how do you highlight in the kindle??? I am a new college student, i would like to limit the amount of textbooks i'd have to buy since i've already have a very disorganized life with family and home... It looks like the kindle is more problematic using math text, so I guess I'll go ahead and buy the actual textbook instead of using the kindle for it.

In reply to an earlier post on Jul 3, 2008 11:34:06 PM PDT
[Deleted by the author on Jul 3, 2008 11:48:44 PM PDT]

In reply to an earlier post on Jul 3, 2008 11:34:27 PM PDT
[Deleted by the author on Jul 3, 2008 11:34:42 PM PDT]

In reply to an earlier post on Jul 4, 2008 1:51:26 PM PDT
I bought my Kindle while at the University of Texas pursuing an MS degree in Technology Commercialization (similar to an MBA in a lot of ways). For the few textbooks that were available on the Kindle, I LOVED it. When I had my Kindle out during class, the mention of a topic in one book and my ability to quickly search for that topic across all of my textbooks, gave me a definite advantage. Additionally, I converted some of my own notes to pdf and uploaded them to my Kindle for quick reference in class. Also, the fact that I live in Houston and was going to school in Austin 16 hours per week, meant transporting all of my heavy books back and forth to class each week. After the Kindle purchase, the size and weight of my bookbag was greatly reduced.

Finally, because the program I was in had a distinct focus on innovative technologies, I actually led a discussion with several program representatives and students discussing the potential for such technologies down the road. In our program, books were provided to us. At the beginning of each semester, we each received a box full of books and materials compiled by our instructors. My vision for the future was that at the beginning of the program each student would receive a Kindle loaded with materials. This could include syllabi, textbooks, articles, audio presentations, materials authored by our instructors, and more. Our global classroom would have been greatly enhanced by such portable access to an entire collection of related materials. This is my vision of the classroom of the future.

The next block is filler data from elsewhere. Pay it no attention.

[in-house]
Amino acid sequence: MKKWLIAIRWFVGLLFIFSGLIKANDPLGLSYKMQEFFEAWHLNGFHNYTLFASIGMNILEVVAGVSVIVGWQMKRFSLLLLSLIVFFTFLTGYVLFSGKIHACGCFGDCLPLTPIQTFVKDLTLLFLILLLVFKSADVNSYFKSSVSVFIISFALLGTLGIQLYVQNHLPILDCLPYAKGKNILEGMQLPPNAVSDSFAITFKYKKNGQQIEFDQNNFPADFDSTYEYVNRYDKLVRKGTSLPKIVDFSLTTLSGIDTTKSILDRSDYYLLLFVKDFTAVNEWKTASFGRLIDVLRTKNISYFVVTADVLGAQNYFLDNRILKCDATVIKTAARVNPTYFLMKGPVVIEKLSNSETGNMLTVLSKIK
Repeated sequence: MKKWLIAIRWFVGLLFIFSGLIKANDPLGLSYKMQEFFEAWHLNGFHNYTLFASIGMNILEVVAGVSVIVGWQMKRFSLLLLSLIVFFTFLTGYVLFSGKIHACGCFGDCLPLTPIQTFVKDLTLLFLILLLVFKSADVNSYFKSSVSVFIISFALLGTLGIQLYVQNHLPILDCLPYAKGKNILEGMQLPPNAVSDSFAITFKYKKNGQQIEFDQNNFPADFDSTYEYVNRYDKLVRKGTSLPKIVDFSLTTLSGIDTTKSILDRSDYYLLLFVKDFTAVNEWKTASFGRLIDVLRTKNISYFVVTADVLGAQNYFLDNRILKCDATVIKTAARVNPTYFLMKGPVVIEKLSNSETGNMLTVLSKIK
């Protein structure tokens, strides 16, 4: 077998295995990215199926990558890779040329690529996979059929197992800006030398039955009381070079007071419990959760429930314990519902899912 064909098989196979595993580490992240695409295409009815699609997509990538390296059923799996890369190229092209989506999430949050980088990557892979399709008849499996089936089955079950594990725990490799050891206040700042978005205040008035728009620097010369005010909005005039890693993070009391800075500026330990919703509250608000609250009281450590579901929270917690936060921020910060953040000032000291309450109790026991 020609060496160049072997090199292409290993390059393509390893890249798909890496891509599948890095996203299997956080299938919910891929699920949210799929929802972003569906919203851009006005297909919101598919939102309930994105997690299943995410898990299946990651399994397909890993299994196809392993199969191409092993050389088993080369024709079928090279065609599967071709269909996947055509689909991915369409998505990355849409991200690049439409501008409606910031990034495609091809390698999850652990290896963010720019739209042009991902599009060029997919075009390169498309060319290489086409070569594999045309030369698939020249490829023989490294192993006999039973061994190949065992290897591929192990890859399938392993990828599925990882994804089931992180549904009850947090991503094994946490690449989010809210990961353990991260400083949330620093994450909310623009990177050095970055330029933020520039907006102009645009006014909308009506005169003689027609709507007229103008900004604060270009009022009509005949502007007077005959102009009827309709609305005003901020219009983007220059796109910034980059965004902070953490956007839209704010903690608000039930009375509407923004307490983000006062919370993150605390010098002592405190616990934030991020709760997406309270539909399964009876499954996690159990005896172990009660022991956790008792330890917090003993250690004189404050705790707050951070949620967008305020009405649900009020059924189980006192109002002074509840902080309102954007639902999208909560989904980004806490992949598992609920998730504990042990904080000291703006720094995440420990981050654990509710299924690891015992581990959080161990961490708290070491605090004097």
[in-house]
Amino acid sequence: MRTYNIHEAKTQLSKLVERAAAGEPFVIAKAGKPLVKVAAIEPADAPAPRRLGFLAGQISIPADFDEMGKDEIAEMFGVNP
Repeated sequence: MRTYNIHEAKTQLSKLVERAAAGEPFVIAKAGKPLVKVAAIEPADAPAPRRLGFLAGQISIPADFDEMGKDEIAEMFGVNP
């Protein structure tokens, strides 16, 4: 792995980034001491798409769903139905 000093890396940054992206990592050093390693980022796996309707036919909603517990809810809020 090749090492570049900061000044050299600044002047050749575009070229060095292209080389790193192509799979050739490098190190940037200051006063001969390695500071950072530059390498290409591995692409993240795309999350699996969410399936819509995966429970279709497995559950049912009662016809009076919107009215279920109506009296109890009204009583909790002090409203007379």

Posted on Feb 19, 2009 10:51:36 AM PST
S. Spencer says:
Is there anything in Kindle 2 that makes textbook use more convenient. Frankly, if I could get 90 percent of my books on Kindle, at a slightly reduced cost than traditiona books and the diagrams, chapter headings etc. are user friendly, I'd buy one in a second just so I don't have to lug books around. Any updates on using a kindle for academic purposes?

Posted on Feb 19, 2009 11:15:58 AM PST
Brad says:
Did I understand one of the previous posts correctly?? The ToC works on the Kindle? I mean I can go to an entry in the ToC then jump to that page? That would help an awful lot to offset the lack of functionality in the index. You would still have to jump back and forth between the index and the ToC, but it beats guessing reference numbers.

Posted on Feb 19, 2009 11:28:51 AM PST
Bufo Calvin says:
Geek, it depends on how the book was formatted by the publisher. I do have an "active" TOC (Table of Contents) in my article, but I did have to put in the html (hypertext mark-up language) in mine that made that work.

Bufo Calvin
Author, Free Books for Your Kindle

Posted on Feb 19, 2009 12:11:56 PM PST
TiffanyS says:
I would think the Kindle 2 would be more diagram and picture friendly because of the improved gray scale. I too purchase as many of my textbooks as there are available on the Kindle and absolutely love this option. I would hope that Amazon is exploring the school application avenue. I work in education and would jump at the chance to pilot a class or program with the Kindle. I've asked before and gotten the standard, pardon me, "textbook" answer to my offer. ;)

Posted on Feb 19, 2009 12:42:15 PM PST
I can't imagine anyone who's as sharp as Mr. Bezos wouldn't jump at the chance to get textbooks for the Kindle. The ones you need to go after are the publishers!